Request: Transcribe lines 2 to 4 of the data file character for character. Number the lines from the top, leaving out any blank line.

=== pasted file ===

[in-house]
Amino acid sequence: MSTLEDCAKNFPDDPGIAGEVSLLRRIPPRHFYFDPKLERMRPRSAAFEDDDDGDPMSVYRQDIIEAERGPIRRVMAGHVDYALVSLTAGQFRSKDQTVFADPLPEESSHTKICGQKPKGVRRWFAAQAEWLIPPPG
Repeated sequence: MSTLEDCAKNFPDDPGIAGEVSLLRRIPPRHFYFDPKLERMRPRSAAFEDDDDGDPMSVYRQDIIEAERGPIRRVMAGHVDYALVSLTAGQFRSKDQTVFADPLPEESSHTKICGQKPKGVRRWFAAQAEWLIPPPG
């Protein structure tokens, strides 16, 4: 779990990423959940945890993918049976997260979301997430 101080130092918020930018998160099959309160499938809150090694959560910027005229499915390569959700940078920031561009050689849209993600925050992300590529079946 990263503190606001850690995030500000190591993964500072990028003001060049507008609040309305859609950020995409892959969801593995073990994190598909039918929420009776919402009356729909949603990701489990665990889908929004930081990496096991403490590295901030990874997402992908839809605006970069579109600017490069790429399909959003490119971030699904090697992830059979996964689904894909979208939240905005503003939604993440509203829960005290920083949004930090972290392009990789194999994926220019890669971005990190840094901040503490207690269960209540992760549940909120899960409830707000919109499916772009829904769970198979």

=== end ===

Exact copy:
Amino acid sequence: MSTLEDCAKNFPDDPGIAGEVSLLRRIPPRHFYFDPKLERMRPRSAAFEDDDDGDPMSVYRQDIIEAERGPIRRVMAGHVDYALVSLTAGQFRSKDQTVFADPLPEESSHTKICGQKPKGVRRWFAAQAEWLIPPPG
Repeated sequence: MSTLEDCAKNFPDDPGIAGEVSLLRRIPPRHFYFDPKLERMRPRSAAFEDDDDGDPMSVYRQDIIEAERGPIRRVMAGHVDYALVSLTAGQFRSKDQTVFADPLPEESSHTKICGQKPKGVRRWFAAQAEWLIPPPG
């Protein structure tokens, strides 16, 4: 779990990423959940945890993918049976997260979301997430 101080130092918020930018998160099959309160499938809150090694959560910027005229499915390569959700940078920031561009050689849209993600925050992300590529079946 990263503190606001850690995030500000190591993964500072990028003001060049507008609040309305859609950020995409892959969801593995073990994190598909039918929420009776919402009356729909949603990701489990665990889908929004930081990496096991403490590295901030990874997402992908839809605006970069579109600017490069790429399909959003490119971030699904090697992830059979996964689904894909979208939240905005503003939604993440509203829960005290920083949004930090972290392009990789194999994926220019890669971005990190840094901040503490207690269960209540992760549940909120899960409830707000919109499916772009829904769970198979």